Then I'd make sure I can do it with relative success on the range verified with video. Start with 1/5, 2/5, etc...

Then do it at range w/someone in front of you.

Then at a practice round on your own, don't care about scoring, just make sure you concentrate slowly on change, maybe even attach a camera to your bag. Drop a couple of balls at the same spot in possible.

Then during a practice round with partners, people eyes on.

Then an actual scoring round.

 

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12 minutes ago, mooseontheloose said:

He then told me that I have to work much harder to release the club - to feel like I'm really rolling over my wrists on the downswing to square up the face and potentially start drawing the ball.

Ugh.

It may have "worked" in your lesson, but I've never seen anyone I consider a good instructor talk about "rolling over your wrists" to hit draws. But it's not the topic here, so…

12 minutes ago, mooseontheloose said:

OK so on to my real question. I had a round scheduled following the lesson and treated it as a practice round. On the sim I found I picked this new swing up very easily but once on the course I struggled. Not in terms of my scoring (expected that would suffer) but in executing what we were doing inside. I did hit some nice shots and a few draws throughout the round, but I also had a number of my usual high/weak/blocked type shots. Now I'm not dumb enough to expect 45 minutes if enough to suddenly change my shot, but I was surprised at how much harder it was to even replicate the ball flight on the course versus on the sim.

It might take months to learn to do this even 90% of the time, man. Yeah, 45 minutes is not enough time. But 45 hours might not be enough time, either.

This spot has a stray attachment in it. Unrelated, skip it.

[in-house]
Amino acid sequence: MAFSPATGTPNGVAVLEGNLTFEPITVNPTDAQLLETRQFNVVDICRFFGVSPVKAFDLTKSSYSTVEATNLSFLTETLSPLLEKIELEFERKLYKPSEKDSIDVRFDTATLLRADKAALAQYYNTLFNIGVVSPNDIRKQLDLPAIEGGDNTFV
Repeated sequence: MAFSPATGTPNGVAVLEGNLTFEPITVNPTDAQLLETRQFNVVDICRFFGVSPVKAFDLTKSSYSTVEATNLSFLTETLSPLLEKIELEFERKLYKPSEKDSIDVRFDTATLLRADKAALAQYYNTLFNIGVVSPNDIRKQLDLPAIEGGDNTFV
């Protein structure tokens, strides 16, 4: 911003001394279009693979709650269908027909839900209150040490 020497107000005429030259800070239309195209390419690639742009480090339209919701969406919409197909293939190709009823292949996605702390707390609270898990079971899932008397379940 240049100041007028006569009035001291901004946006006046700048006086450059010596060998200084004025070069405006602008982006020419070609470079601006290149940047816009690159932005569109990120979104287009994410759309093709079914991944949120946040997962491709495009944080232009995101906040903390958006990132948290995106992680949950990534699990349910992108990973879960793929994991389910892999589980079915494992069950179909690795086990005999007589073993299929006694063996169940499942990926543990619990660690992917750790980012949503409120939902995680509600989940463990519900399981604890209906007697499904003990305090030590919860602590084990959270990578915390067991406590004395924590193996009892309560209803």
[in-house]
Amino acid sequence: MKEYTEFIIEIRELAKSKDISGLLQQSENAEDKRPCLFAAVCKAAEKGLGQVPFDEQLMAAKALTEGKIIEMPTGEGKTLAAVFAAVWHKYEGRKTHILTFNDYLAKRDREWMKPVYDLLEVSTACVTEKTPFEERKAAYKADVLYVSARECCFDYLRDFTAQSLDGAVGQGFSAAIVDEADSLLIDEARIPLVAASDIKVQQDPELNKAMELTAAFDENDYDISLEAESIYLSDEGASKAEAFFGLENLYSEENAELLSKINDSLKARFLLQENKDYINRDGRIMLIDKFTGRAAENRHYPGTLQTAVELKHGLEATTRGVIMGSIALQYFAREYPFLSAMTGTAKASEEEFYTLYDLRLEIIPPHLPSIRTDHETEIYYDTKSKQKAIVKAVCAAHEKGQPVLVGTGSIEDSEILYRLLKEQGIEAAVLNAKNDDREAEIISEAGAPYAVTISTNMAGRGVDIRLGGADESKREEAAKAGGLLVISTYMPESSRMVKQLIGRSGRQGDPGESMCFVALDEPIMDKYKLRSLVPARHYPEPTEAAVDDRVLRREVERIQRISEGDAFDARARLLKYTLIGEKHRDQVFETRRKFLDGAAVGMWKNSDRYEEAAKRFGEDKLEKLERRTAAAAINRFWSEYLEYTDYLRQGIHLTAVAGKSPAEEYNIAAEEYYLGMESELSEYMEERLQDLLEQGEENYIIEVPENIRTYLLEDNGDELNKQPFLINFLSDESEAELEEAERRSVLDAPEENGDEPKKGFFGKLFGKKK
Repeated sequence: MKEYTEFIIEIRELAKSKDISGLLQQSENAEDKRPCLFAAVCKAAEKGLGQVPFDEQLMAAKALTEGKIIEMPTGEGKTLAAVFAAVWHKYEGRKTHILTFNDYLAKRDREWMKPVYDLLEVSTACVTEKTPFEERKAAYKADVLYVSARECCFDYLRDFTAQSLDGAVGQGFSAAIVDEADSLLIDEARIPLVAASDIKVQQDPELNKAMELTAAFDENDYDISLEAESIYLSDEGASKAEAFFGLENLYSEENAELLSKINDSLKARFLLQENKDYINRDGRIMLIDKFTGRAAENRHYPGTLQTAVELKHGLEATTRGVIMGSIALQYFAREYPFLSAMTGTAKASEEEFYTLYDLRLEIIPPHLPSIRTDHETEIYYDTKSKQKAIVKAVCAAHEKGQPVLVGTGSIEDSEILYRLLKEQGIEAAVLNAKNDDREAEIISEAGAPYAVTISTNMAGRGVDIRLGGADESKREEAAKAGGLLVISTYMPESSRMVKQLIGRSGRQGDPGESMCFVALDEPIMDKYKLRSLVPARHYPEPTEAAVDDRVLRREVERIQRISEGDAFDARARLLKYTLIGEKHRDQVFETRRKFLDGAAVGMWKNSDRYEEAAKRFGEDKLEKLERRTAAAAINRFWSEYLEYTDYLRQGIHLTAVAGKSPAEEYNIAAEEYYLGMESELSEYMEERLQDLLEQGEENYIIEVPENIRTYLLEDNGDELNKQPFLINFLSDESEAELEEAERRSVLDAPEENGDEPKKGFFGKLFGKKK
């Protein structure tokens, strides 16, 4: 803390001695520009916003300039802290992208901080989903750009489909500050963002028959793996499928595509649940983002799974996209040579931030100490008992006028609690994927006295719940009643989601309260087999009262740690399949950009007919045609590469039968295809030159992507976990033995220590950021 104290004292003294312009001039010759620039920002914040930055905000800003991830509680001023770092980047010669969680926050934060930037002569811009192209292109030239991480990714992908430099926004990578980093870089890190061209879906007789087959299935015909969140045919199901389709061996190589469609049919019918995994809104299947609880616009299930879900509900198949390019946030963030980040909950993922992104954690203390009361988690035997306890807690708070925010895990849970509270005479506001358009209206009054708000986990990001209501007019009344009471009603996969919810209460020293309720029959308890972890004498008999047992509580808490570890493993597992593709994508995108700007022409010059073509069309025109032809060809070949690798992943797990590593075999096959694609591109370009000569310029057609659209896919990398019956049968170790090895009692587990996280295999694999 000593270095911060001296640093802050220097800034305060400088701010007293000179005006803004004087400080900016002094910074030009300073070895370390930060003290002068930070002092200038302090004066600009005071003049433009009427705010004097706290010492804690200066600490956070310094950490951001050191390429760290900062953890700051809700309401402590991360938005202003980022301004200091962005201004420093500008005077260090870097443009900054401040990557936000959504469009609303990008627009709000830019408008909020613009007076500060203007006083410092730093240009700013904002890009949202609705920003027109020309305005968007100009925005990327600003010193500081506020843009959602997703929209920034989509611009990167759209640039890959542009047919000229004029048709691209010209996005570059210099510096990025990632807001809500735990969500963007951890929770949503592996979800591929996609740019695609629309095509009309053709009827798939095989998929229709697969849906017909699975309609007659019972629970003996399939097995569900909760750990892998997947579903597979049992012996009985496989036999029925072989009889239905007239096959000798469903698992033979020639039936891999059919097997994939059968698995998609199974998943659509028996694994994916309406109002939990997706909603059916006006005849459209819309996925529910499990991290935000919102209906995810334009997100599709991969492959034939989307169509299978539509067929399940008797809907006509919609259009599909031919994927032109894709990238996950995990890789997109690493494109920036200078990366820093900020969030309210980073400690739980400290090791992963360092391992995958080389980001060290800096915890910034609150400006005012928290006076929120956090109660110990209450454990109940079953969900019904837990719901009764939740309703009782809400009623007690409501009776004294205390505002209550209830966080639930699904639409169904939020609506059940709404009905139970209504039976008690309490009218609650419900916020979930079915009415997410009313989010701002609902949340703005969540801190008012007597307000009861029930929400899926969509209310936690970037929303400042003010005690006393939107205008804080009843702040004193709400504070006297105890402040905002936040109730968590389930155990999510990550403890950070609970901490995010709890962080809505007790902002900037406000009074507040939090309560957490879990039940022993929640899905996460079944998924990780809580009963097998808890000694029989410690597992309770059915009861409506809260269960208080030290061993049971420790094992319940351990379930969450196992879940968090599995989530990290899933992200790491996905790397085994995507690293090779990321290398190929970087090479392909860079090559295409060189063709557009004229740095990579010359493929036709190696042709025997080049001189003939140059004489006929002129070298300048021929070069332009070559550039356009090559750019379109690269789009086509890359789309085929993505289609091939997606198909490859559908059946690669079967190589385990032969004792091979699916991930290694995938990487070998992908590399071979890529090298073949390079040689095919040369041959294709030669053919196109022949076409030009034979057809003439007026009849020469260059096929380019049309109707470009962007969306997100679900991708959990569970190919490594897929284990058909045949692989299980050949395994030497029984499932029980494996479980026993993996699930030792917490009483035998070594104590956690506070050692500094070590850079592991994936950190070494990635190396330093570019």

BTW, part of the reason you might have trouble "taking it to the course" is because it wasn't a great lesson.

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To be clear, he wasn't advising me to actually 'roll my wrists' into impact. He was saying that it should feel like that to me (compared to normal) since I had the habit of a cupped lead wrist at impact and/or hands not ahead at impact. The way I interpreted it was to try to work on 'knuckles down' into the downswing and then feeling like my wrists roll over at impact (practice swings with this feel seem to create the 'roll' or release after the ball though) even though the result is them releasing after the ball.

Not trying to argue - maybe you're right given how I explained it. 

Edited by mooseontheloose

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I won't comment on the quality of the instruction you got, or the advisability of consciously releasing the club.  But it sounds like you were essentially timing some type of manipulation or compensation.  The problem with timing things like this is that its not too difficult when you're hitting one shot after another, but its really difficult to consistently time things when you're only hitting a shot every few minutes.  Its possible to practice this kind of timing thing until you can do it consistently, but its likely to take a lot of practice.  

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Started playing last year and have had 5 lessons with 4 instructors.

1. Put me on video and compared me to Weir. Showed the differences at different positions. Taught me my weaknesses but didn't properly communicate how to fix them. Left with no idea how to practice and improve.